IMG_20180104_151735.jpgThese boots are size 10 Keens — purchased at REI several years ago when we still lived in the often damp Pacific Northwest. At the time I was trying to replace nearly 20 year old hiking boots that I’d purchased in the Northwest, hiked parts of the Pacific Crest Trail in, taken these same boots east and hiked parts of the Appalachian Trail in. But those old boots, just could never be replaced and when the sales staff that day in REI told me these new Keens were so stylish I could wear them downtown, all I could wonder is, where on earth are these boots downtown appropriate? While these Keens fit well and seemed to fill a rain/snow need (at the same time making my feet look monstrously huge), in no way were these “downtown” much the same as my aged hikers were not “downtown” — I’m no slave to fashion, but I do have my boundaries.

It’s odd what can be wrapped up in footwear, aside from feet and socks. For me, shoes are m go-to purchase for a seratonin rush that covers all sorts of ailments — from the need for beauty in my life, to the times when current clothing styles and my body don’t match — I can always find shoes. While my style has changed over the years (walking in heels on escalators isn’t happening in 2018 or beyond), my shoes are where my memories rest. So the thought of wearing rugged, somewhat nondescript Keen black boots downtown — unless there is a major snowstorm — was unfathomable. Downtown is lights, work, ready, look great — not slothic, cumbersome (albeit lightweight) and clunky. Even in bad weather, it took awhile for me to transition to these Keens from my sportier (and prettier) hikers of yore. I went so far as to purchase high quality insoles for those oldsters, and hot glue them into the shoe bed (not recommended) to somehow extend their life. Hot glue and socks don’t mix, just an FYI.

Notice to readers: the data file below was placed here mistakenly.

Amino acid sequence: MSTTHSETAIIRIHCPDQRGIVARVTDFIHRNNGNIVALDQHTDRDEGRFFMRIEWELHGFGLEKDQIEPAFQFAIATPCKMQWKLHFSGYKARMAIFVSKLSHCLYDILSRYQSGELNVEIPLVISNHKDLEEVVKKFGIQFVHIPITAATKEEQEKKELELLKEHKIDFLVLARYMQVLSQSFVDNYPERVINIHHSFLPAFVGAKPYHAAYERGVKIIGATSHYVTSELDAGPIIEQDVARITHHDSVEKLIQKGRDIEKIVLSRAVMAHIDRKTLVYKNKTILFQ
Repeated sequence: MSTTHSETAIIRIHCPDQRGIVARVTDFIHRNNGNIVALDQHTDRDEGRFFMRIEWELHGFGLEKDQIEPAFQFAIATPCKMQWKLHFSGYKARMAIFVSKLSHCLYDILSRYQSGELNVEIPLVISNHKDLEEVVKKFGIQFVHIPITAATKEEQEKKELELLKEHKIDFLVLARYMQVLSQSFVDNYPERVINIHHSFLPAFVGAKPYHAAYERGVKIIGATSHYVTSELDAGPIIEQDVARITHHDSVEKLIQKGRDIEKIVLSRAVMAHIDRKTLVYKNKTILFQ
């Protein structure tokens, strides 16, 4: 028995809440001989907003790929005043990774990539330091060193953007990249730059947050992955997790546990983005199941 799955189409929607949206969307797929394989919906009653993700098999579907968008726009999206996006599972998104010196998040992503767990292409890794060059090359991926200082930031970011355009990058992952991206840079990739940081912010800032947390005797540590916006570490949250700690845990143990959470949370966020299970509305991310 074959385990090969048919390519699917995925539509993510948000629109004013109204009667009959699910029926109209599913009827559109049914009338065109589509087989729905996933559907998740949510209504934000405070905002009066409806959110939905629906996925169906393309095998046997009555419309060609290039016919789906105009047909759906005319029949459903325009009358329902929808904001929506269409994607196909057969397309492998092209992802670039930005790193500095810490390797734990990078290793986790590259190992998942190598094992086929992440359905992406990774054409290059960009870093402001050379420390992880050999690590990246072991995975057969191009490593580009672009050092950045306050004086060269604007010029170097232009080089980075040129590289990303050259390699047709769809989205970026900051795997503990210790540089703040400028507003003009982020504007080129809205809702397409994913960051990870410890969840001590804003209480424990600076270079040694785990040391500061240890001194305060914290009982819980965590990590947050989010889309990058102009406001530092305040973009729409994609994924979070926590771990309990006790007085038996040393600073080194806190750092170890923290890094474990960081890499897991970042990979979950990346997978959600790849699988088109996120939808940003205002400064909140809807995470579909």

But now during Bombogenesis, cyclonic snowstorm of the decade, I have a new appreciation for my Keens — hours in low digit temps combined with bamboo socks and I’m nothing but toasty. Keens are the workhorse of boots — these boots will not let you down, will not leak, will not allow you to suffer when you are the sole shoveler of snow in your household because your working-at-home husband is on a day-long conference call. You can sweep off those cars, sprinkle that snow-melt and tromp to the open coffee shop for hot chocolates with your kiddo, no problem. Downtown these boots will never be, and these shall never replace my old hikers, but they are the future…the workboots for work I didn’t anticipate.